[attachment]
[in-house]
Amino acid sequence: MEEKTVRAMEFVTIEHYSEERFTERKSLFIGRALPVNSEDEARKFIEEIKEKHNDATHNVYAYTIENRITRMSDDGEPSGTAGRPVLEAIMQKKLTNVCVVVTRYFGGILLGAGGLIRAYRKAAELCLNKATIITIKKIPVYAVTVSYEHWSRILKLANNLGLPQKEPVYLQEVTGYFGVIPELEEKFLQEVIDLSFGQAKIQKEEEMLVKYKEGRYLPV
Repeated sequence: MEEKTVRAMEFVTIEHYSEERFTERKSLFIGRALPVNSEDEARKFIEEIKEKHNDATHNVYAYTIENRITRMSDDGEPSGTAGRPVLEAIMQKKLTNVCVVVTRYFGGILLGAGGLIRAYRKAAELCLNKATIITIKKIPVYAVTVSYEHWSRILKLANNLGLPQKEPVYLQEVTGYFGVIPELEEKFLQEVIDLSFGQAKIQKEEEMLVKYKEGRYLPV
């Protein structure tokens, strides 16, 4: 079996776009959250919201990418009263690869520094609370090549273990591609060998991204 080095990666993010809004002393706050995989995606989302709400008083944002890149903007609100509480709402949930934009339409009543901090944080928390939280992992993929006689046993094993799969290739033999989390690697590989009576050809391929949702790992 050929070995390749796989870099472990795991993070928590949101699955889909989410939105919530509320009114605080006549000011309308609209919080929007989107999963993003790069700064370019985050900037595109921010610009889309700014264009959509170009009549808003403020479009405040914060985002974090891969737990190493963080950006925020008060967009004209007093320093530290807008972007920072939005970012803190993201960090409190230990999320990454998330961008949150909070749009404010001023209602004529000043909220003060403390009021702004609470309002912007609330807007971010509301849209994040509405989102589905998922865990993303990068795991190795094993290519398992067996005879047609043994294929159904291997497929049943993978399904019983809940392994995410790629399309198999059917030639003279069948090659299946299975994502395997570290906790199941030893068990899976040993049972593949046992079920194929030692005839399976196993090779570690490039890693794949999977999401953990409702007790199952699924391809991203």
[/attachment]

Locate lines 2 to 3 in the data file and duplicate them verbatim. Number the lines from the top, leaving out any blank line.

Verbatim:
Amino acid sequence: MEEKTVRAMEFVTIEHYSEERFTERKSLFIGRALPVNSEDEARKFIEEIKEKHNDATHNVYAYTIENRITRMSDDGEPSGTAGRPVLEAIMQKKLTNVCVVVTRYFGGILLGAGGLIRAYRKAAELCLNKATIITIKKIPVYAVTVSYEHWSRILKLANNLGLPQKEPVYLQEVTGYFGVIPELEEKFLQEVIDLSFGQAKIQKEEEMLVKYKEGRYLPV
Repeated sequence: MEEKTVRAMEFVTIEHYSEERFTERKSLFIGRALPVNSEDEARKFIEEIKEKHNDATHNVYAYTIENRITRMSDDGEPSGTAGRPVLEAIMQKKLTNVCVVVTRYFGGILLGAGGLIRAYRKAAELCLNKATIITIKKIPVYAVTVSYEHWSRILKLANNLGLPQKEPVYLQEVTGYFGVIPELEEKFLQEVIDLSFGQAKIQKEEEMLVKYKEGRYLPV